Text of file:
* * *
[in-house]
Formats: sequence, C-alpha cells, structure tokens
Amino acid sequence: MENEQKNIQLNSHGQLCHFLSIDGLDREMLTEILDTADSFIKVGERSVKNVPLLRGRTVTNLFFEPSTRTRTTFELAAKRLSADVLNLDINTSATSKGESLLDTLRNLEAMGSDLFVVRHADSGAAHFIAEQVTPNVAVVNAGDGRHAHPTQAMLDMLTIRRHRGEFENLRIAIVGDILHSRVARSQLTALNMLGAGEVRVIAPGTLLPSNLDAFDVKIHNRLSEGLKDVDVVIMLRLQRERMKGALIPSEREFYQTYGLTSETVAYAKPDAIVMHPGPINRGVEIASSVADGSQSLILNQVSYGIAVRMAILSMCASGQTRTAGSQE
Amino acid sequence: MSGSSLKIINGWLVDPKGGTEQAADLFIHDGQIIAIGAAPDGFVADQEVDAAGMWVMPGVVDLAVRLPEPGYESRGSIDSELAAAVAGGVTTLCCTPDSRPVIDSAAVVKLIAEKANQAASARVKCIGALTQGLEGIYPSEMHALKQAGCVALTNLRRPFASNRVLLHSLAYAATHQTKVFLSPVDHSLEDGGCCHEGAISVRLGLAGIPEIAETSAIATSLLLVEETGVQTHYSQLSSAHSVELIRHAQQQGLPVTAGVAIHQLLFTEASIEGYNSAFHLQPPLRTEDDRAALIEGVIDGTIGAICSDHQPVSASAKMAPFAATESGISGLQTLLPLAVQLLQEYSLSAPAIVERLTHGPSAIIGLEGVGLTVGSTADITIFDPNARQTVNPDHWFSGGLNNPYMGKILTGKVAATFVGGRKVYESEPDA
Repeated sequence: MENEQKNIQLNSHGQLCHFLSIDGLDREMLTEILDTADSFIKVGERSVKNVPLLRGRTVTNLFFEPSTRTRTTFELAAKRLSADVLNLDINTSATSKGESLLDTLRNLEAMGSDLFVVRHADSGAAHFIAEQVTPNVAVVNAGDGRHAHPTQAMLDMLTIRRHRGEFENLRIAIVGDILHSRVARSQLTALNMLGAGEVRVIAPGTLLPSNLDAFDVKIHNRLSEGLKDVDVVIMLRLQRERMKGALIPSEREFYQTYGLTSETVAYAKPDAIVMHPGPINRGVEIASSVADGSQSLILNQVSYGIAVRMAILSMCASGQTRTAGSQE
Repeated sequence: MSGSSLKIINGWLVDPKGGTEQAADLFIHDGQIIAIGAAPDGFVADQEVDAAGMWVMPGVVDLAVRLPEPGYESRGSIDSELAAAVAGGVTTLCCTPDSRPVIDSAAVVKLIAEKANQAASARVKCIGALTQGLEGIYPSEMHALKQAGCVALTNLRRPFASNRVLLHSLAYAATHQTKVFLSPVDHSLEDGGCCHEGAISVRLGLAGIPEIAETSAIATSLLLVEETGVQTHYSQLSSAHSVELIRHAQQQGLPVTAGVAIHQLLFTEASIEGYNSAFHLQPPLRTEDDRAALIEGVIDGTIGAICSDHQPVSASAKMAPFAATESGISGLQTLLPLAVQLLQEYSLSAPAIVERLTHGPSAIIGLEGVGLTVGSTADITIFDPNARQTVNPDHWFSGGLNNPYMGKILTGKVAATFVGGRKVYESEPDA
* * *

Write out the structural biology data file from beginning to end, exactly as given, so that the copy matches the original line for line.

[in-house]
Formats: sequence, C-alpha cells, structure tokens
Amino acid sequence: MENEQKNIQLNSHGQLCHFLSIDGLDREMLTEILDTADSFIKVGERSVKNVPLLRGRTVTNLFFEPSTRTRTTFELAAKRLSADVLNLDINTSATSKGESLLDTLRNLEAMGSDLFVVRHADSGAAHFIAEQVTPNVAVVNAGDGRHAHPTQAMLDMLTIRRHRGEFENLRIAIVGDILHSRVARSQLTALNMLGAGEVRVIAPGTLLPSNLDAFDVKIHNRLSEGLKDVDVVIMLRLQRERMKGALIPSEREFYQTYGLTSETVAYAKPDAIVMHPGPINRGVEIASSVADGSQSLILNQVSYGIAVRMAILSMCASGQTRTAGSQE
Amino acid sequence: MSGSSLKIINGWLVDPKGGTEQAADLFIHDGQIIAIGAAPDGFVADQEVDAAGMWVMPGVVDLAVRLPEPGYESRGSIDSELAAAVAGGVTTLCCTPDSRPVIDSAAVVKLIAEKANQAASARVKCIGALTQGLEGIYPSEMHALKQAGCVALTNLRRPFASNRVLLHSLAYAATHQTKVFLSPVDHSLEDGGCCHEGAISVRLGLAGIPEIAETSAIATSLLLVEETGVQTHYSQLSSAHSVELIRHAQQQGLPVTAGVAIHQLLFTEASIEGYNSAFHLQPPLRTEDDRAALIEGVIDGTIGAICSDHQPVSASAKMAPFAATESGISGLQTLLPLAVQLLQEYSLSAPAIVERLTHGPSAIIGLEGVGLTVGSTADITIFDPNARQTVNPDHWFSGGLNNPYMGKILTGKVAATFVGGRKVYESEPDA
Repeated sequence: MENEQKNIQLNSHGQLCHFLSIDGLDREMLTEILDTADSFIKVGERSVKNVPLLRGRTVTNLFFEPSTRTRTTFELAAKRLSADVLNLDINTSATSKGESLLDTLRNLEAMGSDLFVVRHADSGAAHFIAEQVTPNVAVVNAGDGRHAHPTQAMLDMLTIRRHRGEFENLRIAIVGDILHSRVARSQLTALNMLGAGEVRVIAPGTLLPSNLDAFDVKIHNRLSEGLKDVDVVIMLRLQRERMKGALIPSEREFYQTYGLTSETVAYAKPDAIVMHPGPINRGVEIASSVADGSQSLILNQVSYGIAVRMAILSMCASGQTRTAGSQE
Repeated sequence: MSGSSLKIINGWLVDPKGGTEQAADLFIHDGQIIAIGAAPDGFVADQEVDAAGMWVMPGVVDLAVRLPEPGYESRGSIDSELAAAVAGGVTTLCCTPDSRPVIDSAAVVKLIAEKANQAASARVKCIGALTQGLEGIYPSEMHALKQAGCVALTNLRRPFASNRVLLHSLAYAATHQTKVFLSPVDHSLEDGGCCHEGAISVRLGLAGIPEIAETSAIATSLLLVEETGVQTHYSQLSSAHSVELIRHAQQQGLPVTAGVAIHQLLFTEASIEGYNSAFHLQPPLRTEDDRAALIEGVIDGTIGAICSDHQPVSASAKMAPFAATESGISGLQTLLPLAVQLLQEYSLSAPAIVERLTHGPSAIIGLEGVGLTVGSTADITIFDPNARQTVNPDHWFSGGLNNPYMGKILTGKVAATFVGGRKVYESEPDA